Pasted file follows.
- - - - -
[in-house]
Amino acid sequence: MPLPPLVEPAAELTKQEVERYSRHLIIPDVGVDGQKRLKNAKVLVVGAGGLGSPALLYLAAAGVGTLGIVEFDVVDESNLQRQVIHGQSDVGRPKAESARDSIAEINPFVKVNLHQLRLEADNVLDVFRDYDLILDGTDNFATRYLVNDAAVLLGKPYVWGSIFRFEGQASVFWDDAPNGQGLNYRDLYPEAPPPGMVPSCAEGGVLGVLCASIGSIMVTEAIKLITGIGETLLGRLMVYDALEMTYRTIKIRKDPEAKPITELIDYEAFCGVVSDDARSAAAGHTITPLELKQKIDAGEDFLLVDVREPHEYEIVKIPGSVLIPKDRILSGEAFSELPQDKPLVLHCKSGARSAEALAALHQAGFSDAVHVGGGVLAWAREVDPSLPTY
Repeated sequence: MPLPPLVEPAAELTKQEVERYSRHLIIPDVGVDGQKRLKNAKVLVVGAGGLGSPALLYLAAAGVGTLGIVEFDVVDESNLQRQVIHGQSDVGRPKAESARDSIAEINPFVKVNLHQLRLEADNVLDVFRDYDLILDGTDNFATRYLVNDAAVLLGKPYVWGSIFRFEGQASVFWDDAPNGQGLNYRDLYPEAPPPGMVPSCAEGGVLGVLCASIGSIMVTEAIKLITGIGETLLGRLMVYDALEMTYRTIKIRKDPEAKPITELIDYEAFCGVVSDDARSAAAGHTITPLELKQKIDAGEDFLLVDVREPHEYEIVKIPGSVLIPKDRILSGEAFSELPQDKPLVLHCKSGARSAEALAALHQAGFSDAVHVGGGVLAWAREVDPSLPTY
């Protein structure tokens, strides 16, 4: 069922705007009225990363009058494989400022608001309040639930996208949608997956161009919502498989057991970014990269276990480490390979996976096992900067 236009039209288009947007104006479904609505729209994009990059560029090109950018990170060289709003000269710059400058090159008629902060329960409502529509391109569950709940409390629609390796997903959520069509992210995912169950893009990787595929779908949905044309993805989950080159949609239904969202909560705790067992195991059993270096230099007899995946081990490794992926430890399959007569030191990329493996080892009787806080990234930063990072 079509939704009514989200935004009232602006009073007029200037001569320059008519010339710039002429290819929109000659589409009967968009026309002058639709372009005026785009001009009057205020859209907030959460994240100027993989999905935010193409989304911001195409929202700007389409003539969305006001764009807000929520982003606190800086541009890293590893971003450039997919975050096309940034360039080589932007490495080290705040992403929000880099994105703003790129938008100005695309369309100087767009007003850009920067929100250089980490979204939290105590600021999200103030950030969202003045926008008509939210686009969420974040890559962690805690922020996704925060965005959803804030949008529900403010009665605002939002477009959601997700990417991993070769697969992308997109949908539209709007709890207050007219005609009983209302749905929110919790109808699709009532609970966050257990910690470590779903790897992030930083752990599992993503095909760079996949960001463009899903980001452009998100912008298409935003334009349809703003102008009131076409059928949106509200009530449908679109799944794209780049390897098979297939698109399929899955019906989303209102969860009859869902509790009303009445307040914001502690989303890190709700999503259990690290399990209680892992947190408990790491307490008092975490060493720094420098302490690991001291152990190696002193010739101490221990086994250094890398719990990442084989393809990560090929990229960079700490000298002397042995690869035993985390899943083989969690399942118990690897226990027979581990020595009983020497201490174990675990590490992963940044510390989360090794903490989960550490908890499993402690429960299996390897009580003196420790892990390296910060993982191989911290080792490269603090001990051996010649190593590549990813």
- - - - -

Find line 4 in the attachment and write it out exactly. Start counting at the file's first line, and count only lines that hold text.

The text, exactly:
């Protein structure tokens, strides 16, 4: 069922705007009225990363009058494989400022608001309040639930996208949608997956161009919502498989057991970014990269276990480490390979996976096992900067 236009039209288009947007104006479904609505729209994009990059560029090109950018990170060289709003000269710059400058090159008629902060329960409502529509391109569950709940409390629609390796997903959520069509992210995912169950893009990787595929779908949905044309993805989950080159949609239904969202909560705790067992195991059993270096230099007899995946081990490794992926430890399959007569030191990329493996080892009787806080990234930063990072 079509939704009514989200935004009232602006009073007029200037001569320059008519010339710039002429290819929109000659589409009967968009026309002058639709372009005026785009001009009057205020859209907030959460994240100027993989999905935010193409989304911001195409929202700007389409003539969305006001764009807000929520982003606190800086541009890293590893971003450039997919975050096309940034360039080589932007490495080290705040992403929000880099994105703003790129938008100005695309369309100087767009007003850009920067929100250089980490979204939290105590600021999200103030950030969202003045926008008509939210686009969420974040890559962690805690922020996704925060965005959803804030949008529900403010009665605002939002477009959601997700990417991993070769697969992308997109949908539209709007709890207050007219005609009983209302749905929110919790109808699709009532609970966050257990910690470590779903790897992030930083752990599992993503095909760079996949960001463009899903980001452009998100912008298409935003334009349809703003102008009131076409059928949106509200009530449908679109799944794209780049390897098979297939698109399929899955019906989303209102969860009859869902509790009303009445307040914001502690989303890190709700999503259990690290399990209680892992947190408990790491307490008092975490060493720094420098302490690991001291152990190696002193010739101490221990086994250094890398719990990442084989393809990560090929990229960079700490000298002397042995690869035993985390899943083989969690399942118990690897226990027979581990020595009983020497201490174990675990590490992963940044510390989360090794903490989960550490908890499993402690429960299996390897009580003196420790892990390296910060993982191989911290080792490269603090001990051996010649190593590549990813």